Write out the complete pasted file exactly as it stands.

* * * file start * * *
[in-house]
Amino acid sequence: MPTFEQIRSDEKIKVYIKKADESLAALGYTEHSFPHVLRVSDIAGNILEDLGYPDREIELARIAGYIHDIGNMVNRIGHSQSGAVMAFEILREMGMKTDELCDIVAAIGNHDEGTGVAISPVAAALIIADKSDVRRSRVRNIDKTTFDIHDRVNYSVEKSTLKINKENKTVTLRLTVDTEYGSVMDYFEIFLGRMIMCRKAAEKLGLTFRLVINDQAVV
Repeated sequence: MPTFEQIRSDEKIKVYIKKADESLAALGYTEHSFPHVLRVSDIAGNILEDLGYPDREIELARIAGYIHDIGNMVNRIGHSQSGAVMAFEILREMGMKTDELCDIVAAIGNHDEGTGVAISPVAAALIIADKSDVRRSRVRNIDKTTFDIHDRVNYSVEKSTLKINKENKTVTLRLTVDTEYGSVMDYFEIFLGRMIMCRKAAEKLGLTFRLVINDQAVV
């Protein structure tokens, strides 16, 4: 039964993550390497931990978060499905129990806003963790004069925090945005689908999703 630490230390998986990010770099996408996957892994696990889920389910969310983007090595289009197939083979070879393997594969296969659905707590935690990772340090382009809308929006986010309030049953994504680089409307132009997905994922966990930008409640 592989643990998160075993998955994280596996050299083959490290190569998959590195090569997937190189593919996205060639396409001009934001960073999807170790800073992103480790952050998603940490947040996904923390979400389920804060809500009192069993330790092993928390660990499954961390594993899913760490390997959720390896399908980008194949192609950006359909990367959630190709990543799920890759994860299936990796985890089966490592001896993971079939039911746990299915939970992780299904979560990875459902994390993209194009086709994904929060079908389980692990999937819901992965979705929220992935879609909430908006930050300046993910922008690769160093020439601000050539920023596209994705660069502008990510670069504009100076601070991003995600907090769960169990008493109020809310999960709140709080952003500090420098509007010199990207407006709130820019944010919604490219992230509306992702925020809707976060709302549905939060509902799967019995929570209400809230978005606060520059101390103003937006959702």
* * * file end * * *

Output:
[in-house]
Amino acid sequence: MPTFEQIRSDEKIKVYIKKADESLAALGYTEHSFPHVLRVSDIAGNILEDLGYPDREIELARIAGYIHDIGNMVNRIGHSQSGAVMAFEILREMGMKTDELCDIVAAIGNHDEGTGVAISPVAAALIIADKSDVRRSRVRNIDKTTFDIHDRVNYSVEKSTLKINKENKTVTLRLTVDTEYGSVMDYFEIFLGRMIMCRKAAEKLGLTFRLVINDQAVV
Repeated sequence: MPTFEQIRSDEKIKVYIKKADESLAALGYTEHSFPHVLRVSDIAGNILEDLGYPDREIELARIAGYIHDIGNMVNRIGHSQSGAVMAFEILREMGMKTDELCDIVAAIGNHDEGTGVAISPVAAALIIADKSDVRRSRVRNIDKTTFDIHDRVNYSVEKSTLKINKENKTVTLRLTVDTEYGSVMDYFEIFLGRMIMCRKAAEKLGLTFRLVINDQAVV
């Protein structure tokens, strides 16, 4: 039964993550390497931990978060499905129990806003963790004069925090945005689908999703 630490230390998986990010770099996408996957892994696990889920389910969310983007090595289009197939083979070879393997594969296969659905707590935690990772340090382009809308929006986010309030049953994504680089409307132009997905994922966990930008409640 592989643990998160075993998955994280596996050299083959490290190569998959590195090569997937190189593919996205060639396409001009934001960073999807170790800073992103480790952050998603940490947040996904923390979400389920804060809500009192069993330790092993928390660990499954961390594993899913760490390997959720390896399908980008194949192609950006359909990367959630190709990543799920890759994860299936990796985890089966490592001896993971079939039911746990299915939970992780299904979560990875459902994390993209194009086709994904929060079908389980692990999937819901992965979705929220992935879609909430908006930050300046993910922008690769160093020439601000050539920023596209994705660069502008990510670069504009100076601070991003995600907090769960169990008493109020809310999960709140709080952003500090420098509007010199990207407006709130820019944010919604490219992230509306992702925020809707976060709302549905939060509902799967019995929570209400809230978005606060520059101390103003937006959702």